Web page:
The Lost Colony of Roanoke is one of the most puzzling mysteries in America's history. In 1587, 115 colonists sailed to the new world, eager to build the brand new Cittie of Raleigh, only to disappear practically without a trace. Where did they go? What could have possibly happened?
Who better to collect and share the clues than Jean Fritz and Hudson Talbott?
The creators of Leonardo's Horse , an American Library Association Notable Book, again combine their masterful talents to illuminate a tragic piece of history that still fascinates Americans today.
"Gr. 3-5. This history of the Lost Colony is more than a simple tale of settlers who disappeared, leaving a cryptic message behind. Fritz weaves the tangled threads of historical records, the multiple voyages, and the large cast of significant figures into a single narrative that enables children to envision the main events as well as many colorful details. The presentation is surprisingly traditional in some ways, from a Eurocentric reference to America as the newfound land to the anecdote (undocumented, as the appended notes acknowledge) about Sir Walter Raleigh's laying his coat across a puddle for Queen Elizabeth. In four chapters, Fritz discusses the English exploration of the region, the settlement on Roanoke Island, the mysterious disappearance of the colonists, and the conjectures, hoaxes, and evidence that have fueled speculation about the colony for 400 years. The fluid, expressive watercolors enhance the writing by using styles that reflect Talbott's research into the paintings of John White and sixteenth-century portrait artists as well as more romantic, imaginative interpretations of people and events. Notes and a bibliography are appended. --Carolyn Phelan Copyright 2004 Booklist"
From Booklist, Copyright (c) American Library Association. Used with permission.
Publisher's Weekly Review:
"Previously teamed for Leonardo's Horse, Fritz and Talbott now focus on the complicated, still-elusive story of English exploration off the Virginia coast in the 1580s. Studded with facts, anecdotes and historical asides, Fritz's rapid-fire account sets the scene at Queen Elizabeth's court, where Walter Raleigh's friend uses his "show stone" to look into the future and predict that the English would find, hidden behind a long cape, an island where they could settle ("later to be called Roanoke"). The action moves quickly from the successful preliminary exploratory voyage to the disastrous initial expedition of 500 men sent to form a colony; if readers skip even one sentence, they will be lost. Most of the time, fortunately, the writing will compel attention, especially when Fritz focuses on the English policy toward supposedly hostile Indians-"smite them hip and thigh"-and its possible consequences for the second colony, where Virginia Dare was famously born and, along with 114 others, disappeared into oblivion. A concluding section helps the audience assess theories about the fate of the settlers and grapple with a more searching question: "This is not only a mystery; it is a tragic story. And who is to blame for the tragedy?" Talbott's detailed watercolors feature miniature portraits of the principals as well as dramatic, sprawling scenarios. While the dense presentation is not ideally suited to the short format, middle-school readers who are up to a challenge will come away with both a deeper appreciation of a historical mystery and a fuller awareness of how historians sift it for clues and interpretations. Ages 7-up. (May) (c) Copyright PWxyz, LLC. All rights reserved"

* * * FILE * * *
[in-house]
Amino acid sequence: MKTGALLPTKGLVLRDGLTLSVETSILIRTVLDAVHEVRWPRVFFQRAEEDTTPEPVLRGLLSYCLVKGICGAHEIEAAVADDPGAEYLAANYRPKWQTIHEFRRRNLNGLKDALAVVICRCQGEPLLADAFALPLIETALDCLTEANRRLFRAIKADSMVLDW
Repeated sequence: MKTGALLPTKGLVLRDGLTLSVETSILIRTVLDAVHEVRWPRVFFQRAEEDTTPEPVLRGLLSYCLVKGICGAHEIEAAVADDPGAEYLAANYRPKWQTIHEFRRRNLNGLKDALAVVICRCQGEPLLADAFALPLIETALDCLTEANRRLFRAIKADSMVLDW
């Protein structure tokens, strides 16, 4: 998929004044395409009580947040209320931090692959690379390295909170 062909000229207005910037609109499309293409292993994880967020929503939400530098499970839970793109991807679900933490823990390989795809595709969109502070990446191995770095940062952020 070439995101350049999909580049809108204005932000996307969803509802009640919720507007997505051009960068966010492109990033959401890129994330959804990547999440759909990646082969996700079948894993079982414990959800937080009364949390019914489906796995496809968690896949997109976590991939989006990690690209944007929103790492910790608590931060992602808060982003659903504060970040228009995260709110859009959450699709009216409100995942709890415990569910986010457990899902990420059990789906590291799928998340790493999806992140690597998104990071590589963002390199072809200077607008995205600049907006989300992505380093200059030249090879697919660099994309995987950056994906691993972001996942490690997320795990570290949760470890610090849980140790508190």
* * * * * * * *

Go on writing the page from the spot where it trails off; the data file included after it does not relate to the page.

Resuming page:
(c) Copyright PWxyz, LLC. All rights reserved